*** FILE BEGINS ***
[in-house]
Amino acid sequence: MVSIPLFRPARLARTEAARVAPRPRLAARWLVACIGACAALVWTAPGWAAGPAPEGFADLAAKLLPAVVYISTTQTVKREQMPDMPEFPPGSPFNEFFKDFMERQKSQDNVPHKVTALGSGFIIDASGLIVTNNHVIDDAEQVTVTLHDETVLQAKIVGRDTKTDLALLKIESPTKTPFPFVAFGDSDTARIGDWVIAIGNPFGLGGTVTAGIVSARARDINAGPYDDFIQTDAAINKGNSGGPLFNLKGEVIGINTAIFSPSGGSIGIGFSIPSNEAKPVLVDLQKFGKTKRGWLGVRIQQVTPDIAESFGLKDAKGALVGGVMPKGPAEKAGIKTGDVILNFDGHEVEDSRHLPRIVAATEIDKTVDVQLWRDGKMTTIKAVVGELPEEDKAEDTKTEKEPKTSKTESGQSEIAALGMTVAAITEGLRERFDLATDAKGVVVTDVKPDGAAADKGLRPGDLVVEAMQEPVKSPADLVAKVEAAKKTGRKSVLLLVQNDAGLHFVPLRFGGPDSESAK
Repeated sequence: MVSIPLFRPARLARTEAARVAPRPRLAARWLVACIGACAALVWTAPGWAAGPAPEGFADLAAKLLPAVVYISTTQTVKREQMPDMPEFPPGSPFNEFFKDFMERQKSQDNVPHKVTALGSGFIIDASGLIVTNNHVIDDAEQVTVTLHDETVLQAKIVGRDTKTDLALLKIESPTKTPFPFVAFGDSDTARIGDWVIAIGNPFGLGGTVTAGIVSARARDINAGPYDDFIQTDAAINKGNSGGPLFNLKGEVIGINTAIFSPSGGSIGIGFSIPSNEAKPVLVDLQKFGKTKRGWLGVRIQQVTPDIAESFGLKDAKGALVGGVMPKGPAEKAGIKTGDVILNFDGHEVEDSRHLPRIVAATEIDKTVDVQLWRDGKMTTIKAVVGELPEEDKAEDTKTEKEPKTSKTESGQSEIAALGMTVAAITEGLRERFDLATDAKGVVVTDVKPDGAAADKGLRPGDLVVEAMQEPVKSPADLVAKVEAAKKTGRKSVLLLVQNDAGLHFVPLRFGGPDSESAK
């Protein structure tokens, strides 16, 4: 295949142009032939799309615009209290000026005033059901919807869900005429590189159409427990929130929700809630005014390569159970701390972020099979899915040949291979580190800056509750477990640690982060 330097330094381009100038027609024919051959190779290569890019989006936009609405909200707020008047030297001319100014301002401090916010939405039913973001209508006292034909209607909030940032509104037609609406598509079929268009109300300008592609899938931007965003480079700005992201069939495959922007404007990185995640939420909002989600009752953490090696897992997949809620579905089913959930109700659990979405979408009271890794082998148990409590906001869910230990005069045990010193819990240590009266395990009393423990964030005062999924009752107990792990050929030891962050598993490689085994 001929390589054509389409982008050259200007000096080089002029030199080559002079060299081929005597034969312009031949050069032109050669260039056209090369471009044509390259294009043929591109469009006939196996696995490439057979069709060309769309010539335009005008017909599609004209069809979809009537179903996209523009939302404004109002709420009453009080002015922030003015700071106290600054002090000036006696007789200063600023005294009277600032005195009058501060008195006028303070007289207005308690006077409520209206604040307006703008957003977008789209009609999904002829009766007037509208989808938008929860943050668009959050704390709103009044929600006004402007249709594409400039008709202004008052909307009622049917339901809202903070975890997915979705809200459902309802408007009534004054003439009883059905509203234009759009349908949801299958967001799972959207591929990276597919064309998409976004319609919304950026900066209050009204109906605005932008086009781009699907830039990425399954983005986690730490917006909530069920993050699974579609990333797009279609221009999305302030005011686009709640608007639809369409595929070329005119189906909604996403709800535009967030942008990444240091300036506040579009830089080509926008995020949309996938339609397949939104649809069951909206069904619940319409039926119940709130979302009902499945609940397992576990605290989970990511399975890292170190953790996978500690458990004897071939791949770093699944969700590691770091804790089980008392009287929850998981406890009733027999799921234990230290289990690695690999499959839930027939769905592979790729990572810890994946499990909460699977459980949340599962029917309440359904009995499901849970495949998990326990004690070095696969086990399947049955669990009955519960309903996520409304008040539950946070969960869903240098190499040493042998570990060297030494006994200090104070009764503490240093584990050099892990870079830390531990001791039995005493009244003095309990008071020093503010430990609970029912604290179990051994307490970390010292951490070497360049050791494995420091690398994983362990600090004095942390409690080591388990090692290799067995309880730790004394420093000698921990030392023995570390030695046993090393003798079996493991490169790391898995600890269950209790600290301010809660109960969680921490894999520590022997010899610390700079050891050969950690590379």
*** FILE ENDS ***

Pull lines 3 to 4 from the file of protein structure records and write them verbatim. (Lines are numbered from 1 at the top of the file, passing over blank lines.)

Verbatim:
Repeated sequence: MVSIPLFRPARLARTEAARVAPRPRLAARWLVACIGACAALVWTAPGWAAGPAPEGFADLAAKLLPAVVYISTTQTVKREQMPDMPEFPPGSPFNEFFKDFMERQKSQDNVPHKVTALGSGFIIDASGLIVTNNHVIDDAEQVTVTLHDETVLQAKIVGRDTKTDLALLKIESPTKTPFPFVAFGDSDTARIGDWVIAIGNPFGLGGTVTAGIVSARARDINAGPYDDFIQTDAAINKGNSGGPLFNLKGEVIGINTAIFSPSGGSIGIGFSIPSNEAKPVLVDLQKFGKTKRGWLGVRIQQVTPDIAESFGLKDAKGALVGGVMPKGPAEKAGIKTGDVILNFDGHEVEDSRHLPRIVAATEIDKTVDVQLWRDGKMTTIKAVVGELPEEDKAEDTKTEKEPKTSKTESGQSEIAALGMTVAAITEGLRERFDLATDAKGVVVTDVKPDGAAADKGLRPGDLVVEAMQEPVKSPADLVAKVEAAKKTGRKSVLLLVQNDAGLHFVPLRFGGPDSESAK
């Protein structure tokens, strides 16, 4: 295949142009032939799309615009209290000026005033059901919807869900005429590189159409427990929130929700809630005014390569159970701390972020099979899915040949291979580190800056509750477990640690982060 330097330094381009100038027609024919051959190779290569890019989006936009609405909200707020008047030297001319100014301002401090916010939405039913973001209508006292034909209607909030940032509104037609609406598509079929268009109300300008592609899938931007965003480079700005992201069939495959922007404007990185995640939420909002989600009752953490090696897992997949809620579905089913959930109700659990979405979408009271890794082998148990409590906001869910230990005069045990010193819990240590009266395990009393423990964030005062999924009752107990792990050929030891962050598993490689085994 001929390589054509389409982008050259200007000096080089002029030199080559002079060299081929005597034969312009031949050069032109050669260039056209090369471009044509390259294009043929591109469009006939196996696995490439057979069709060309769309010539335009005008017909599609004209069809979809009537179903996209523009939302404004109002709420009453009080002015922030003015700071106290600054002090000036006696007789200063600023005294009277600032005195009058501060008195006028303070007289207005308690006077409520209206604040307006703008957003977008789209009609999904002829009766007037509208989808938008929860943050668009959050704390709103009044929600006004402007249709594409400039008709202004008052909307009622049917339901809202903070975890997915979705809200459902309802408007009534004054003439009883059905509203234009759009349908949801299958967001799972959207591929990276597919064309998409976004319609919304950026900066209050009204109906605005932008086009781009699907830039990425399954983005986690730490917006909530069920993050699974579609990333797009279609221009999305302030005011686009709640608007639809369409595929070329005119189906909604996403709800535009967030942008990444240091300036506040579009830089080509926008995020949309996938339609397949939104649809069951909206069904619940319409039926119940709130979302009902499945609940397992576990605290989970990511399975890292170190953790996978500690458990004897071939791949770093699944969700590691770091804790089980008392009287929850998981406890009733027999799921234990230290289990690695690999499959839930027939769905592979790729990572810890994946499990909460699977459980949340599962029917309440359904009995499901849970495949998990326990004690070095696969086990399947049955669990009955519960309903996520409304008040539950946070969960869903240098190499040493042998570990060297030494006994200090104070009764503490240093584990050099892990870079830390531990001791039995005493009244003095309990008071020093503010430990609970029912604290179990051994307490970390010292951490070497360049050791494995420091690398994983362990600090004095942390409690080591388990090692290799067995309880730790004394420093000698921990030392023995570390030695046993090393003798079996493991490169790391898995600890269950209790600290301010809660109960969680921490894999520590022997010899610390700079050891050969950690590379």